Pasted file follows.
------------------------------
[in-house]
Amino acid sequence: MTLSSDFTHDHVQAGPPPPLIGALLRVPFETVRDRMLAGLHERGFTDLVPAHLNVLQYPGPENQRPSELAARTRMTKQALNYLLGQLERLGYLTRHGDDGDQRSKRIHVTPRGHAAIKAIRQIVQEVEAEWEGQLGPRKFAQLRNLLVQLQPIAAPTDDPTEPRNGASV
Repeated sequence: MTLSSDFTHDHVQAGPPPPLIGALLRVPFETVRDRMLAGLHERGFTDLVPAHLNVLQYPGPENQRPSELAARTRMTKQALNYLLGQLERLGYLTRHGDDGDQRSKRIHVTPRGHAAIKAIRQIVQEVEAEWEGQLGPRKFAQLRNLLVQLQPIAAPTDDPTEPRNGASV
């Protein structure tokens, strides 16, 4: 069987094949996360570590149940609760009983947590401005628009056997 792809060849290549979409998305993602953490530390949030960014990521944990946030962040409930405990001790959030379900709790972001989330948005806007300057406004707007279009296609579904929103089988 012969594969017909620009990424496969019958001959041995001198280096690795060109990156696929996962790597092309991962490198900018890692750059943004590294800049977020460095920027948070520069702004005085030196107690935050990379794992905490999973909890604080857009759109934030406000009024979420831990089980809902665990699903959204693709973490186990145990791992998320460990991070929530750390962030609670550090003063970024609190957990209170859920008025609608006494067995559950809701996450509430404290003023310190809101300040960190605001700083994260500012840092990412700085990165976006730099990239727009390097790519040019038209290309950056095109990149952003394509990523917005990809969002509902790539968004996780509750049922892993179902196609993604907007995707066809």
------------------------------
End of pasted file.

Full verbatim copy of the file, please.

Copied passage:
[in-house]
Amino acid sequence: MTLSSDFTHDHVQAGPPPPLIGALLRVPFETVRDRMLAGLHERGFTDLVPAHLNVLQYPGPENQRPSELAARTRMTKQALNYLLGQLERLGYLTRHGDDGDQRSKRIHVTPRGHAAIKAIRQIVQEVEAEWEGQLGPRKFAQLRNLLVQLQPIAAPTDDPTEPRNGASV
Repeated sequence: MTLSSDFTHDHVQAGPPPPLIGALLRVPFETVRDRMLAGLHERGFTDLVPAHLNVLQYPGPENQRPSELAARTRMTKQALNYLLGQLERLGYLTRHGDDGDQRSKRIHVTPRGHAAIKAIRQIVQEVEAEWEGQLGPRKFAQLRNLLVQLQPIAAPTDDPTEPRNGASV
């Protein structure tokens, strides 16, 4: 069987094949996360570590149940609760009983947590401005628009056997 792809060849290549979409998305993602953490530390949030960014990521944990946030962040409930405990001790959030379900709790972001989330948005806007300057406004707007279009296609579904929103089988 012969594969017909620009990424496969019958001959041995001198280096690795060109990156696929996962790597092309991962490198900018890692750059943004590294800049977020460095920027948070520069702004005085030196107690935050990379794992905490999973909890604080857009759109934030406000009024979420831990089980809902665990699903959204693709973490186990145990791992998320460990991070929530750390962030609670550090003063970024609190957990209170859920008025609608006494067995559950809701996450509430404290003023310190809101300040960190605001700083994260500012840092990412700085990165976006730099990239727009390097790519040019038209290309950056095109990149952003394509990523917005990809969002509902790539968004996780509750049922892993179902196609993604907007995707066809």